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What the 1988 Bengals Taught Me About Being Agile

By: Joe Combs

50 yard line on an american football field

The two minute drill has been a staple of football since players were strapping on leather helmets. While it has produced many dramatic finishes to football games over the years, the two minute drill is equally likely to end in disappointment. In the 1980’s the Cincinnati Bengals took this concept and turned it on its head by asking “what if we applied the underlying concepts of the two minute drill to the preceding 58 minutes of the game?” The result was an offensive juggernaut that by 1988 would land them in the Super Bowl. Although I didn’t realize it at the time as I watched the Bengals season unfold week by week, I was learning lessons that would ring as true in my work as an SEI consultant as they do on a Sunday afternoon in front of the TV.

You don’t need to assemble a team of superstars to win

While the Bengals’ numbers were respectable and often near the top in most categories, they weren’t across the board league leaders on the stats page. Instead, they sought out personnel with a proven track record who performed well together. Sure, there are standouts on any team, but what made this team special was that the whole truly was greater than the sum of its parts. Far too often, I see “dream teams” assembled to make a tough delivery deadline or create an exceptionally complex piece of the system. Egos, personal work style differences and communication challenges keep these teams from attaining the level of performance that was sought when the team was created. An agile team of high quality, motivated professionals that meshes well together will outperform the dream team of lone wolves every time.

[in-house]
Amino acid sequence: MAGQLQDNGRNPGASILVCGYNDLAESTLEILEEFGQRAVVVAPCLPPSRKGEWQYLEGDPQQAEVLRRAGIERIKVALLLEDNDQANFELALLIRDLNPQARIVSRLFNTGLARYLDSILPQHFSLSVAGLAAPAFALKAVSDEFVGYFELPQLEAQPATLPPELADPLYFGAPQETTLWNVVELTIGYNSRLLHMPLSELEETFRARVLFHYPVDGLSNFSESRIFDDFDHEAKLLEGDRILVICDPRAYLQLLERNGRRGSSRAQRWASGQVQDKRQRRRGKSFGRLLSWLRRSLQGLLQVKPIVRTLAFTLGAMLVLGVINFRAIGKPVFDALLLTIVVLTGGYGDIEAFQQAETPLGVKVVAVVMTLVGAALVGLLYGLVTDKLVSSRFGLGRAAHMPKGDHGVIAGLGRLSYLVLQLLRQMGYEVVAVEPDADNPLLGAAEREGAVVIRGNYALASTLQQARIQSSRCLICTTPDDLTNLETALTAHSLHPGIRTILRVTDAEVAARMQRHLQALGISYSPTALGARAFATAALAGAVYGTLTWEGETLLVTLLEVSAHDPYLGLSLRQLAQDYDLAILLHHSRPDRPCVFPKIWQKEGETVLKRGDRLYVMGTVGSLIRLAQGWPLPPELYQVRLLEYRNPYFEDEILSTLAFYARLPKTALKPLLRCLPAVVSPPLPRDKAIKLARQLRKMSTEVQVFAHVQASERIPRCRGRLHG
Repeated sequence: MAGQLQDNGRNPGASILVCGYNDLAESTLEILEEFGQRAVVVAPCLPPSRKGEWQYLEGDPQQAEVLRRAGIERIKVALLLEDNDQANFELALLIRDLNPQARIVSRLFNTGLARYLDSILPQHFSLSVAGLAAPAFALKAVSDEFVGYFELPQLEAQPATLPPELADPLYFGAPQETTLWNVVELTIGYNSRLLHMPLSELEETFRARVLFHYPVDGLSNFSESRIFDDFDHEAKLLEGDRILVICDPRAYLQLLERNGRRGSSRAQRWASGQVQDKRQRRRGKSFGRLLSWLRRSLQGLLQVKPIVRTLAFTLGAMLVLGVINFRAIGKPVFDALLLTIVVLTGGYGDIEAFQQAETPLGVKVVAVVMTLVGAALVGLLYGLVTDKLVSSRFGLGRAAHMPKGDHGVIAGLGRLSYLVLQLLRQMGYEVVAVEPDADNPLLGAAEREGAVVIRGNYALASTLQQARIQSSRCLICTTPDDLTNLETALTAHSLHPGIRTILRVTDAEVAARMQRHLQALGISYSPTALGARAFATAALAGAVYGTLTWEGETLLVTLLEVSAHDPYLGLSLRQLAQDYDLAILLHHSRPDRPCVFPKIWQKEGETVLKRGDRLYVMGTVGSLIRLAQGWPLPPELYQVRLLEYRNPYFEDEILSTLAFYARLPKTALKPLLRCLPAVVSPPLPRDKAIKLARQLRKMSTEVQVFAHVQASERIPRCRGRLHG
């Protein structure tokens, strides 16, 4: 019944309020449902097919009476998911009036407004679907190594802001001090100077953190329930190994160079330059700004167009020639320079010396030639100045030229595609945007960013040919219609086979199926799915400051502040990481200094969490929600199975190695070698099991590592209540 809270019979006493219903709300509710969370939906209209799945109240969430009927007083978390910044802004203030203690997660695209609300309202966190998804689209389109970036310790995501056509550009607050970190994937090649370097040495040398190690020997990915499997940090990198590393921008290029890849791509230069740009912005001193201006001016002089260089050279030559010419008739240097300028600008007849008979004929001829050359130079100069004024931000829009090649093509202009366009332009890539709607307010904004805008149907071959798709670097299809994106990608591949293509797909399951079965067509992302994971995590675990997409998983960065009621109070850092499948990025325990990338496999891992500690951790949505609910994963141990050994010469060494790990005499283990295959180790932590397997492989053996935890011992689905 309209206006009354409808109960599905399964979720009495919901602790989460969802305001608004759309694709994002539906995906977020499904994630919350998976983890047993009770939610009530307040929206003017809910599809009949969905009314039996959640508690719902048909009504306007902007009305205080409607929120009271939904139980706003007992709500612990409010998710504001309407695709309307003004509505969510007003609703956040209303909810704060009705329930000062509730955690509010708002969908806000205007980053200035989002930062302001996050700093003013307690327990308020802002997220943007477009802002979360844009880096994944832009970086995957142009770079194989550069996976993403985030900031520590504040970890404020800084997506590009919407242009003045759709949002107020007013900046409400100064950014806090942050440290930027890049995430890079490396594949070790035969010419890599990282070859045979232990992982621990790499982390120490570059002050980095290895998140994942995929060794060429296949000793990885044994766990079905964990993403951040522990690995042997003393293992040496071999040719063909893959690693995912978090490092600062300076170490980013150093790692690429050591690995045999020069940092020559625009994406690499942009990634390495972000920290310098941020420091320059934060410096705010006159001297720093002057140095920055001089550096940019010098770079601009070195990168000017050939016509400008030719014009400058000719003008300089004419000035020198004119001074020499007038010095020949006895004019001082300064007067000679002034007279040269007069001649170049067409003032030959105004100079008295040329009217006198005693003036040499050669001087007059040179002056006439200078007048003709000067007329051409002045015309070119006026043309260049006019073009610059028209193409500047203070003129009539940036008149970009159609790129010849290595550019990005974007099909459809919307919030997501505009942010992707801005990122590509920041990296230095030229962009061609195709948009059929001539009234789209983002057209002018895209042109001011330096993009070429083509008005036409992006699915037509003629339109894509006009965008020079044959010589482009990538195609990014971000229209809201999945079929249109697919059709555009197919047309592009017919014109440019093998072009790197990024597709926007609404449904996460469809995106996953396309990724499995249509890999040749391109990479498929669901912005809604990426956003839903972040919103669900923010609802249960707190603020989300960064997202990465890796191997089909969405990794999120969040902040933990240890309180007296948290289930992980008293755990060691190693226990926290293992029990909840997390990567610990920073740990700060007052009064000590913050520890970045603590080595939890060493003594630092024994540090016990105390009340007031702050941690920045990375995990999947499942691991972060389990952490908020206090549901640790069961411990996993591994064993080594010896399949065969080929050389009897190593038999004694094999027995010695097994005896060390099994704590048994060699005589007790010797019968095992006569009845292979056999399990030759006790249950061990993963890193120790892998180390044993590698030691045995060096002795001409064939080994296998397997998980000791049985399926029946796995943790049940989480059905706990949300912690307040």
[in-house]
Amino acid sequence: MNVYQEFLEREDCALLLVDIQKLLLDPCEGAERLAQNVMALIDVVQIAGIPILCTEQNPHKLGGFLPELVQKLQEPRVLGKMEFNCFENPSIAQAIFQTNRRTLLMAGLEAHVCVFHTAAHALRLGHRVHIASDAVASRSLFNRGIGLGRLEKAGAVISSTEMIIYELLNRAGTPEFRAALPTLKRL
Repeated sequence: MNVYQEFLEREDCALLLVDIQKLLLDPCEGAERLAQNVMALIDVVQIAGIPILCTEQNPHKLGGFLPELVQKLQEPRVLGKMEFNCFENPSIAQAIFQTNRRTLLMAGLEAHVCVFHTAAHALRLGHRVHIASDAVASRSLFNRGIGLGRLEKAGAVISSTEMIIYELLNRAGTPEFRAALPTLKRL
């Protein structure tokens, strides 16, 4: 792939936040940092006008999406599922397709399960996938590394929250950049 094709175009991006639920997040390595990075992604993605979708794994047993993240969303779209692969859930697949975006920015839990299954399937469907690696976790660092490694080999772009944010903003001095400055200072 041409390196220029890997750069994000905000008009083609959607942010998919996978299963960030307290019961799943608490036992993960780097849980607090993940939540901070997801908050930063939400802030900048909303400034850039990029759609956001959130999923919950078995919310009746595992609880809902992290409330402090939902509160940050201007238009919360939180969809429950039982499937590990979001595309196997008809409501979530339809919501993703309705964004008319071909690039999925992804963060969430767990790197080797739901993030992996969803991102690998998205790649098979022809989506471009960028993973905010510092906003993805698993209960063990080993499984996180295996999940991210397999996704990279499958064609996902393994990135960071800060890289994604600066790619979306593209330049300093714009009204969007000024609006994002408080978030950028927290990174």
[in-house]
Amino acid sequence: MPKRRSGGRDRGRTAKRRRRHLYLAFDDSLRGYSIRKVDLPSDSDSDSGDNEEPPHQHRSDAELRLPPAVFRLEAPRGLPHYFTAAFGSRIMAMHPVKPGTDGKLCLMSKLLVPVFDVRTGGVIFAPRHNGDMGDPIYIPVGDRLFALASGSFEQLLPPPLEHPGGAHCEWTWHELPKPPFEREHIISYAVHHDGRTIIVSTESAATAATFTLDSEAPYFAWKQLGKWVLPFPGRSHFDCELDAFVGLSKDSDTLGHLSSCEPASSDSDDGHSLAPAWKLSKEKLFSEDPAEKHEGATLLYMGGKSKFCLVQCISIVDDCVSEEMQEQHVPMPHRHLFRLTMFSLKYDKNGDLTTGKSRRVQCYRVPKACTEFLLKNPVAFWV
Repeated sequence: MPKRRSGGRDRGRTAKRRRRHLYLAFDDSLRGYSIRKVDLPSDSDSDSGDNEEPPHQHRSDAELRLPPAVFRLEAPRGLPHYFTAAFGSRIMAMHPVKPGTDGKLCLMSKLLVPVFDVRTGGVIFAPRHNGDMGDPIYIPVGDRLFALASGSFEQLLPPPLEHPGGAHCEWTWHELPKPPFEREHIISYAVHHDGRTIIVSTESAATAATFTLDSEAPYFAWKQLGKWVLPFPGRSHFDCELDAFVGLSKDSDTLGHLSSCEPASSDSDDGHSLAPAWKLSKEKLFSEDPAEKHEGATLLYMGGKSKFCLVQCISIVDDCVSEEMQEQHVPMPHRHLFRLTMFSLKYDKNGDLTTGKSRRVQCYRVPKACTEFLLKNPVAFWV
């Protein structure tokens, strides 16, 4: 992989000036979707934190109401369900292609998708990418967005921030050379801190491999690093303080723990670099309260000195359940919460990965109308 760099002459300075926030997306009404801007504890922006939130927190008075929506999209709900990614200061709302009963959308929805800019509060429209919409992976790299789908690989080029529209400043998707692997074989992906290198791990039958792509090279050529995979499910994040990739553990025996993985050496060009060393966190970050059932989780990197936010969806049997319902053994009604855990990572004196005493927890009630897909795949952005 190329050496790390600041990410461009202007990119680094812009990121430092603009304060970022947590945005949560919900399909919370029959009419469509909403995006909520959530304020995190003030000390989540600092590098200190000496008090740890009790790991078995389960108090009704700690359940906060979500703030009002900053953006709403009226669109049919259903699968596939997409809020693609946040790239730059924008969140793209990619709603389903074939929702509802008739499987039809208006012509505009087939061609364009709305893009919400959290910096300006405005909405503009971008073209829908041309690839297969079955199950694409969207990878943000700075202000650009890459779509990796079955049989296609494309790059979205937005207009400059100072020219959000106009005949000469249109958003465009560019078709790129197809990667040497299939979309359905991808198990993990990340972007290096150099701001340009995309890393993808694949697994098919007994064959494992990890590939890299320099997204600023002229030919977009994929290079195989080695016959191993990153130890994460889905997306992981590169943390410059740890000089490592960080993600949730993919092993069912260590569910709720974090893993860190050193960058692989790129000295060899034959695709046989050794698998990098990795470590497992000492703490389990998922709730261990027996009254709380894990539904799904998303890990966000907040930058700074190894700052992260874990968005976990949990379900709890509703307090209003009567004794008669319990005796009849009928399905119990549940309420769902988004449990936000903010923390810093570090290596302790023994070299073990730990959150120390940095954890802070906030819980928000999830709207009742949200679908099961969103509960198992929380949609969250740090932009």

Situational Awareness is crucial

One of the hallmarks of the no huddle offense was a keen awareness of what was going on in the game. Oftentimes, an opponent would make personnel substitutions for a specific play. If the Bengals saw a favorable matchup in the personnel on the field, they could run a series of predetermined plays to exploit that matchup. Other times, they could simply catch the defense off guard with a quick play before the defense was set or even catch them with too many men on the field. While the latter proved to be controversial, it does show that having a keen awareness of what’s going on and being built for agility allows you to be more competitive and take full advantage of opportunities. What are the prevailing conditions in the market? What features and functionality are lacking in competitor’s products? Can you beat them to market by being agile?

Create a plan but be prepared to adapt

The Bengals would frequently call a series of plays to be run rather than just a single play. There were multiple follow up plays for 2nd down depending on the yardage gained, field position and other factors. Just as these play calling strategies allowed the Bengals to adapt, a refined and well-managed backlog allows the team to adjust as their understanding of the problem evolves. An agile mindset and the continuous feedback of an agile process make it easy to call an audible on your product.

Operate at a sustainable pace

The no huddle offense pioneered by the Bengals isn’t a frenetic drive against the clock. Instead, it is a very intentional approach to the game designed to operate “up tempo” without leaving players too winded to finish the drive. If your team operates with hills and valleys of productivity as you move through phases of the product lifecycle in a waterfall fashion, you aren’t putting forth the best possible result. Agile teams go “up tempo” to elicit timely feedback that enables them to put forward the best product they are capable of without leaving them sucking wind and too exhausted to cross the goal line.

Just as agile methodologies have risen to the forefront in the business community through repeated refinements, the Bengals no huddle offense was the culmination of several years of studying and learning “from the trenches”. By developing a deep understanding of the environment our clients operate in and applying the lessons of the no huddle offense, SEI is helping our business partners take agility to new heights.

Joe Combs


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